Why the proposed logo for Auckland is horrible—without even seeing it
I confess I haven’t seen the proposed design for a new logo for Auckland City. I’ve heard and read some media response, including muted interviews on the radio by a couple of designers (who claim, of course, to be brand experts, rather than logo designers). The interesting thing about the interviews with said designers is that it is painfully obvious that they don’t want to ‘queer the pitch’ for when it is their turn to tender for a project.
The opportunity to poke one’s nose in the public trough is the dream of design firms and advertising agencies alike. Government clients are quite different to entrepreneurial ones—you know, the one’s that earned the budget for themselves. Entrepreneurs actually care and have responsibility—this can make them a pain the arse to work with. As showbiz has the maxim—newer work with animals or small children—advertising lore recommended against working with entrepreneurs because they promise large budgets but never spend them, they are convinced they could do everything better themselves (or their 6 year old daughter could) and take forever to pay. Entrepreneurs are not going to pay for endless meetings and other wasteful exercises indulged in by bureaucrats . Bureaucrats need to seem studious and cautious because that is what they are paid handsomely to do. A large chunk of the budget—did I hear a million dollars correctly?—will be spent consulting consultants or peering into the entrails of goats (I’ve heard the results can be uncannily similar).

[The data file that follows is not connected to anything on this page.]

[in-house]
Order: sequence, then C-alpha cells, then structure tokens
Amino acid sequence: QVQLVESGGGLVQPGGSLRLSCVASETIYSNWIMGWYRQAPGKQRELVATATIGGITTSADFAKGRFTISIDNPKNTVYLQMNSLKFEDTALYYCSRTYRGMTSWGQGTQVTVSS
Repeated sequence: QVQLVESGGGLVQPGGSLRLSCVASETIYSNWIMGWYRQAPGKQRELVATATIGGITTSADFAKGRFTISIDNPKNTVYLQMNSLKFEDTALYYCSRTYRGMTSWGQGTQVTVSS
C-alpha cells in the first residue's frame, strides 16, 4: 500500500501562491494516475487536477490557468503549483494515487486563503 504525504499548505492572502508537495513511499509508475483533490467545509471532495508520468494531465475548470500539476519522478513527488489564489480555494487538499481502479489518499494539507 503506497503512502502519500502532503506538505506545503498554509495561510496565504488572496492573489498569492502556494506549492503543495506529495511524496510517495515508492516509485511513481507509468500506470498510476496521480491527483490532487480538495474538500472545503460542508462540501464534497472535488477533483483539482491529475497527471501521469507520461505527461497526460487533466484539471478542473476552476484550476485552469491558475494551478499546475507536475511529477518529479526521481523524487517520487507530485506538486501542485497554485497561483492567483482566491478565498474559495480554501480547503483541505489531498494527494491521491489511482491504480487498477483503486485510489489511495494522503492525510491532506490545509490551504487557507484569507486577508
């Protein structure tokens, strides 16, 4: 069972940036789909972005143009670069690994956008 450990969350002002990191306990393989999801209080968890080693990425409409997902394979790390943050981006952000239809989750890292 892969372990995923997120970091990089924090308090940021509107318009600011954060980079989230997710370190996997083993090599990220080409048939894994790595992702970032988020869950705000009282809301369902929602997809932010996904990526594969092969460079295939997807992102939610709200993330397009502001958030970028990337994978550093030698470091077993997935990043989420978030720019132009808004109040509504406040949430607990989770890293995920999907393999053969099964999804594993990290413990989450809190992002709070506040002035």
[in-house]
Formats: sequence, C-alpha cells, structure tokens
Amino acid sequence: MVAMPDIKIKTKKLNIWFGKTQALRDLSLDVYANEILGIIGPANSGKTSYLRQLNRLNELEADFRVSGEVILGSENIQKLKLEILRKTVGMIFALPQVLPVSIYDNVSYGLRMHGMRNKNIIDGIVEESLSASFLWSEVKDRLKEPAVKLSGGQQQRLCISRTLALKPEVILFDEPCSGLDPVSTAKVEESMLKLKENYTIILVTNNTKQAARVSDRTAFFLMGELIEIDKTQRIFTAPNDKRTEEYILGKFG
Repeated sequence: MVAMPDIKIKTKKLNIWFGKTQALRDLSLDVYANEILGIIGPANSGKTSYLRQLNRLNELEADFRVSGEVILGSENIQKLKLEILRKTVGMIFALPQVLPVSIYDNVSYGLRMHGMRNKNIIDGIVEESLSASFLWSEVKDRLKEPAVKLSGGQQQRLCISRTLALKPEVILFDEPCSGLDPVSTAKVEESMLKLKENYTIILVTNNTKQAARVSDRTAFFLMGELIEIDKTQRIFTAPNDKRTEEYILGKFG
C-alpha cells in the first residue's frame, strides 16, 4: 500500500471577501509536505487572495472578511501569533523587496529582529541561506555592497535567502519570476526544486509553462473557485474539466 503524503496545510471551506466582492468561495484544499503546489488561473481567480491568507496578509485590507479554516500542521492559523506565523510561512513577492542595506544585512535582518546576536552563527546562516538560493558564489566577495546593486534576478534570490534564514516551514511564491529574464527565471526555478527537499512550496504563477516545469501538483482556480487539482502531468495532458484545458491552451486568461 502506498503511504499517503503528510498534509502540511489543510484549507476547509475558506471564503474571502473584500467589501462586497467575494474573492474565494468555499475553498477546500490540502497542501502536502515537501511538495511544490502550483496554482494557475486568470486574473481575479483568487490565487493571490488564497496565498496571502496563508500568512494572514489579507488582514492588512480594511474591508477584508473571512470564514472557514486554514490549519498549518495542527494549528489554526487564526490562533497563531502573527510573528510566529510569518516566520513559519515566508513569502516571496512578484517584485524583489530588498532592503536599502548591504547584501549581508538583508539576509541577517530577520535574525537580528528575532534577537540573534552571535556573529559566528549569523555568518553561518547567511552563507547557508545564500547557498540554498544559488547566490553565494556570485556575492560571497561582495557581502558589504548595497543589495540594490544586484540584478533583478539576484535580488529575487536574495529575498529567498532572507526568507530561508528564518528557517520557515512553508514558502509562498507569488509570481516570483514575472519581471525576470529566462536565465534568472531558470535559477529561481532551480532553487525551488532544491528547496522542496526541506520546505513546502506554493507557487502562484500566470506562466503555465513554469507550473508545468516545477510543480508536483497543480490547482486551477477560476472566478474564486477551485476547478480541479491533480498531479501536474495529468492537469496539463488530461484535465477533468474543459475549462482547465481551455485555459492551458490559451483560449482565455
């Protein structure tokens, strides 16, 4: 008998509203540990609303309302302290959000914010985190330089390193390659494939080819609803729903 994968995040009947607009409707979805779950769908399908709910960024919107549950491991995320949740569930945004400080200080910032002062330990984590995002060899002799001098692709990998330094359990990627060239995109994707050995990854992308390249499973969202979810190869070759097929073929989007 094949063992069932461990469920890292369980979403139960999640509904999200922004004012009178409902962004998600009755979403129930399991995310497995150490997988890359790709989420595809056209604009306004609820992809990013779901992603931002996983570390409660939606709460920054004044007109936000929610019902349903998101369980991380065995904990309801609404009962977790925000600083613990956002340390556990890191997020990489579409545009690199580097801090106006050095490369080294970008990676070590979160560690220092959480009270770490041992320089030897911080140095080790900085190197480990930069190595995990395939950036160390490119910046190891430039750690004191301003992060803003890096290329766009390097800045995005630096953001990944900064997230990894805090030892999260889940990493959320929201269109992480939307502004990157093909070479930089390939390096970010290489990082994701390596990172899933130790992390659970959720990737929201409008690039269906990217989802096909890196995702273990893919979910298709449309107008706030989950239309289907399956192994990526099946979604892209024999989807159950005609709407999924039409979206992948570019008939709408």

In a way I don’t really want to see the new design ... especially if it is anything like the 2012 logo for the London Olympics (which the Sun newspaper reported induced epileptic fits in some people). I will either like it or not. That is the point. Design is entirely subjective.
Auckland City’s proposed redesign of their logo is not a re-branding exercise. It is a re-logoing exercise.
Unless the council can demonstrate an increase in revenues (‘selling less stuff for more’ as Brian R. Richards puts it), versus an increase in costs to ratepayers for repainting, reprinting and disposal of the previous version- then it is a pointless, negative exercise. Imagine the cost of redoing the parking tickets alone …
I doubt that a single person migrating to Sydney to live will cite as their reason for leaving: “Sydney had a better logo—and for while I was tempted by Newcastle—it was a close run thing…”
This kind of ‘re-branding’ is a negative reflection on marketing communications professionals. It is as much of an ‘investment’ as buying this year’s model of last year’s car.
Auckland is not chosen for its municipal logo.
Any logo will do. The current city of sails identity is fine—because it is irrelevant anyway. We might even have become attached to it.
As for branding the city. Well, it can’t be done. Which is not to say Auckland isn’t or doesn’t have an identity, character and story—millions of them. Otahuhu is as Auckland as it gets. As is Devonport, Downtown or even Ponsonby. Palpably so. Ironically each place has its own identity, character and story.
Brands are living, breathing things. Not static logos.
When the current logo is genuinely worn out—give it a tweak. It works for Shell oil.
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